Cordova Tower rises above the relatively flat
landscape of Central Iowa. It provides visitors
with views unattainable anywhere else in
Marion County. ♪♪ With over 50,000
acres of land and water to explore, Lake Red Rock
is Iowa’s largest lake. And while Cordova Tower is
an excellent way to take it all in, it pales in
comparison to sites afforded to those
who take to the sky. ♪♪ Dammed in the late
1960s, Red Rock Reservoir artificially created much
of the lake’s shoreline. Even so, the hypnotic
mix of its time-eroded sandstone and gently
cresting waves invites visitors to explore the
area and uncover the unique secrets of
every rock ledge. ♪♪ ♪♪ ♪♪ While initially developed for flood control, Lake
Red Rock is a recreational gift to Iowa. And if you can’t fly over
its many treasures, the Cordova Tower offers an
excellent way to climb into the sky and
see Iowa by air. ♪♪ Think back to your
first outdoor experience that really formed
your love for nature. Did you discover
it on your own? Or did someone usher you
there and open your eyes to everything the
outdoors has to offer? At Jackson County’s annual
Youth Outdoor Skills Day, children are provided with
the perfect venue to try their hand at a plethora
of activities that might change the course
of their lives. ♪♪ ♪♪ Welcome
everyone to our annual Youth Outdoor Skills Day. ♪♪ We’ve got a lot
of great volunteers here today that are going to
lead the activities. These are people that are
knowledgeable about these skills, that are active
paddlers or geocachers or bow hunters and
things like that. For years, Jackson County
Conservation has held the belief that the best way
for the next generation to embrace the outdoors
is for the previous generation to show them
all the joy nature offers. And so its annual Youth
Outdoor Skills Day offers a bridge between community
members and children to discover a few of the
more hands-on outdoor activities. ♪♪ We have all
sorts of kids come out. It’s really kind
of fun to see. Some of the kids, their
parents are actively involved in outdoor
recreation, their families go hunting, go paddling
and do things outdoors. So of course those parents
want to expose their kids as much as possible. I also see a lot of
families where maybe the parents don’t do these
things but they want their kids to learn about them
and to try something different and new. And so it’s a good
opportunity for them to come out because they may
not have the equipment to do it themselves, so on a
day like today they can come out and try
these things. So, with perfect weather,
kids are presented with a half dozen activities that
might follow them the rest of their lives. There’s bow hunting,
shooting, geocaching, paddling, even first aid. Any and all of these
skills can become lifelong pursuits. We do offer different
things each year. Kids seem to enjoy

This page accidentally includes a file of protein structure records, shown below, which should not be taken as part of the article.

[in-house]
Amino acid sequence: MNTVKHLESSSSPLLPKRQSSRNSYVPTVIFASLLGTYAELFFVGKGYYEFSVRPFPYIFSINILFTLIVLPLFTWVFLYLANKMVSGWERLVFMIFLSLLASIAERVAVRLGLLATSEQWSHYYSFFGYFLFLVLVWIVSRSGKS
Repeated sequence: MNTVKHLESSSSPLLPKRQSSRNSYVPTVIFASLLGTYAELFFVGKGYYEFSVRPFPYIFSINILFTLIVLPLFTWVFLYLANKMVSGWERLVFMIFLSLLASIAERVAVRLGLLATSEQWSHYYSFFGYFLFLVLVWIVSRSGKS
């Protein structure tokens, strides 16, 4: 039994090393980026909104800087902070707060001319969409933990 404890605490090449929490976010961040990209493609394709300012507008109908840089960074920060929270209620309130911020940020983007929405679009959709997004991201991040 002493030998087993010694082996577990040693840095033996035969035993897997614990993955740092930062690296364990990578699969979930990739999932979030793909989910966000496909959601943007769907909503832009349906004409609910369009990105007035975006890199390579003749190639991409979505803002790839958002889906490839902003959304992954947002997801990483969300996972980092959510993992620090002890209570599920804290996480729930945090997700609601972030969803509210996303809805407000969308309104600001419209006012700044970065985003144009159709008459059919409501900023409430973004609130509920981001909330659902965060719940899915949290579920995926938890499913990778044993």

canoeing, kayaking, archery and shooting so we
continue those every year and then some of our
activities are just kind of varied throughout
the years. So it’s not just learning
a skill, it’s learning how to be safe. Does anybody know anything
about gun safety? Tell me what you know. Each station is run by
volunteers who have logged years participating
in that sport. Some even come from
organizations with a longstanding interest in
promoting the outdoors. I’m Luke. The Maquoketa Valley Ikes
just asked if we could help with the shooting
sports event of it. We’ve also got chapter
members down here teaching the archery. But I have been trained
through 4-H as a shooting sports instructor and Iowa
DNR scholastic clay target program as a shotgun
instructor, plus I just like shooting. ♪♪ It’s a fun sport. It’s a safe sport that
requires you to think at all times. Safety is one of the main
takeaways from the event. For nearly all
participants, the skills day will be the first time
holding a firearm or bow and arrow. An understanding all
they’re capable of and how to properly handle these
weapons is paramount. The safety is always
the number one issue. And the bow is safer in a
gun in that it can’t go off unless you
pull it back. With archery there’s
basically two types of shooters. One are target shooters. I’m a hunter and I’ve
hunted for over 40 years. If they get interested in
it young they’re more apt to carry through. And success for the day,
well it’s not exactly becoming a marksman. ♪♪ Some hit the
bullseye, we had a couple of kids who hit bullseyes. We had almost everybody
hit the target. Some shot in the weeds. That’s okay. The biggest thing was the
smiles that were on their faces. They enjoyed it immensely
and that’s what matters to me. (indistinguishable chatter) Off the range, the
activities are much more relaxed. And while it may not
involve bullseyes or triggers, sports like